I lost much when I lost my children but gained so much too

The Snowball Effect of Loss

January 8, 2018

Becoming a bereaved mother results in many losses. I didn’t just lose my twins, I lost a lot more. I lost an entire future that changed the second they passed. There are many other losses that people don’t think about when they think about child loss. They number many, but here are a few I really notice.

I lost my job. Although I quit my job– the main reason I quit was the loss of my twins. I couldn’t take the drive over an hour each way. It gave me way too much time to think about what happened, and every day I arrived to work with tears streaming down my face and completely disheveled. It was impossible to concentrate for 8-10 minutes let alone 8-10 hours. I wasn’t performing my best and I knew it. I also knew that since I was pregnant at this particular job, just walking in the building alone gave me so much anxiety and was such a trigger that I knew I could never perform well there again. I needed a new beginning. I had no choice but to leave.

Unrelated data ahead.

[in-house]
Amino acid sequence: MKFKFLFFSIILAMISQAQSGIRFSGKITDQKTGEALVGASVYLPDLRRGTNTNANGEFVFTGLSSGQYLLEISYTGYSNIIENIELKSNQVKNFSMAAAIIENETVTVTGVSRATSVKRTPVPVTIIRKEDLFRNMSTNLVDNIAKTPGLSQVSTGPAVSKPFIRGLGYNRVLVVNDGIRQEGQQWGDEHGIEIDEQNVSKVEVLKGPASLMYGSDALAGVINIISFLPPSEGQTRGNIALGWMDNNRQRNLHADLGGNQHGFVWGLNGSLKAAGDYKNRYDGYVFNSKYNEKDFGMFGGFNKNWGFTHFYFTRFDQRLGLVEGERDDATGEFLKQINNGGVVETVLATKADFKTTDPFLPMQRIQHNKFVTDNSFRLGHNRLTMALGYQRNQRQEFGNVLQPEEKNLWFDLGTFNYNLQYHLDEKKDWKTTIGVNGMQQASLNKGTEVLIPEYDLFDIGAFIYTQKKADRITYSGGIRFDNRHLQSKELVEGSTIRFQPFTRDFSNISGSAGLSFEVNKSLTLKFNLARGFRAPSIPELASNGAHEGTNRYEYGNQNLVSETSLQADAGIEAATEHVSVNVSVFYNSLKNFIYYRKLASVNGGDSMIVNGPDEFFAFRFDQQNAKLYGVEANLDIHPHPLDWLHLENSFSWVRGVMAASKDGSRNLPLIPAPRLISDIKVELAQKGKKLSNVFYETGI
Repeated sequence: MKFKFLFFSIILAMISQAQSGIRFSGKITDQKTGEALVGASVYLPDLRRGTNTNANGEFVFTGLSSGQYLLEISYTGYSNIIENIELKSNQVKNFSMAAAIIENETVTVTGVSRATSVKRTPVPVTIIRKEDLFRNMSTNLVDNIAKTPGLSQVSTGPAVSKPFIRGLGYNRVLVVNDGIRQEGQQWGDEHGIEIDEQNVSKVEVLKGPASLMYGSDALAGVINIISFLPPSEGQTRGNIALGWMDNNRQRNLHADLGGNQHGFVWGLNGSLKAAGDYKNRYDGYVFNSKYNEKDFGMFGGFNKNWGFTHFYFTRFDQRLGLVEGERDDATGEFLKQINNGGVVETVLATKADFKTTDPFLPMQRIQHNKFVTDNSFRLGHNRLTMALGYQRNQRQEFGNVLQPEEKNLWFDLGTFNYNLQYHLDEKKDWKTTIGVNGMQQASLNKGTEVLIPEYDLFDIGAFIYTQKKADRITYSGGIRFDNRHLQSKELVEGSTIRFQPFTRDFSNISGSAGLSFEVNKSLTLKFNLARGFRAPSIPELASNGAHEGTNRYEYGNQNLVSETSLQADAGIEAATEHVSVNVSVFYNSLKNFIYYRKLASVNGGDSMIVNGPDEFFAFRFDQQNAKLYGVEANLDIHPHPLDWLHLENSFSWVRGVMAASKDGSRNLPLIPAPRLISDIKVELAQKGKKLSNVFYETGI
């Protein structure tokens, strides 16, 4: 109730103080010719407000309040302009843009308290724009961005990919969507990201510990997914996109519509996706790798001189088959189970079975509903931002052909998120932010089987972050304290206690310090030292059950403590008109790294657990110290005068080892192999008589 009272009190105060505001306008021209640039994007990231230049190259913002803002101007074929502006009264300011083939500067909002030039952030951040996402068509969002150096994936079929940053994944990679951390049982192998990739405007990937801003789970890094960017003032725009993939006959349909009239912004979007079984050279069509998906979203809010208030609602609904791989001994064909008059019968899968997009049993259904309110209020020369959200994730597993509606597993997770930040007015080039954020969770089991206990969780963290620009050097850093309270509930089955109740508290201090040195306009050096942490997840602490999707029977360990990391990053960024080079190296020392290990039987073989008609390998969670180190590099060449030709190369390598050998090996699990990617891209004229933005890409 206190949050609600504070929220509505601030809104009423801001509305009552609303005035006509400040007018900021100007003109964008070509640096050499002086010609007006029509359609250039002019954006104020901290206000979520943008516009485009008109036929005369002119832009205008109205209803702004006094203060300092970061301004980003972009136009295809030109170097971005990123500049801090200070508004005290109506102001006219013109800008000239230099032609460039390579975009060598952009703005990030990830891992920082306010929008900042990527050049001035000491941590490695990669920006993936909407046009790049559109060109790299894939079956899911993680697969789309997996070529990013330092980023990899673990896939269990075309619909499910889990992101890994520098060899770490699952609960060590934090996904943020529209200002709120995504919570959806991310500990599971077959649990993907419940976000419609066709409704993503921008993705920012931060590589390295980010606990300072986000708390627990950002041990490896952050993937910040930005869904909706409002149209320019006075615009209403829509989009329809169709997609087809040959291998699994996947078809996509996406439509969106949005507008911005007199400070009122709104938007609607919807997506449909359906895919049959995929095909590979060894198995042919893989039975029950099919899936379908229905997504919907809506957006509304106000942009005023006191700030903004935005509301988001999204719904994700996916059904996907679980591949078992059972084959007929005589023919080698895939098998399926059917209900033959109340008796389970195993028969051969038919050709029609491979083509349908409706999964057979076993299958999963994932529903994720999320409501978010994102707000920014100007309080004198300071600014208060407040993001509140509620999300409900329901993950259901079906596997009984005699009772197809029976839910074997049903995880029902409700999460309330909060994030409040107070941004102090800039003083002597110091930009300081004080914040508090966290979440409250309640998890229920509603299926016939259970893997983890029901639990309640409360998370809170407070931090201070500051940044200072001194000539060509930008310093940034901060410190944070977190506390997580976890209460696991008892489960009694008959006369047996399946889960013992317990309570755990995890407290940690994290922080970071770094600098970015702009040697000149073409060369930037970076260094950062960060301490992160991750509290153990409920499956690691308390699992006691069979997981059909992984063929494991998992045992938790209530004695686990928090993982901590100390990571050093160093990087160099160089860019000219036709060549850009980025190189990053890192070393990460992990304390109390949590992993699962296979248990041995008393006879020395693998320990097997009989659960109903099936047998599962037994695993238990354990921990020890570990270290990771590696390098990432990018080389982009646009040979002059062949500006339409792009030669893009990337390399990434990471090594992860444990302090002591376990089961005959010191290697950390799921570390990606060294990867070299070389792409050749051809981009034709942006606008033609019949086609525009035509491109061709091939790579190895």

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I lost relationships. Some people became distant. When we walked in a room, it felt like people would walk out. I don’t blame them, our story is sad, and no one wants to be sad. I needed support, but didn’t find it in the places I thought I would. Every single relationship I had changed as a result of losing our boys.

I lost faith. I grew up Catholic and always believed that good would happen to good people. I started to question God and why he chose me for this to happen. Did I do something wrong? Did God hate me? Why couldn’t He fix it? Why did He let this happen? People say to pray–I did my whole pregnancy and it didn’t work. It seemed like a cruel joke and I began to question my faith. If God really existed, why would He do something so horrible? It has taken me a long time to realize that sometimes God’s plans don’t make sense to us, but one day they will.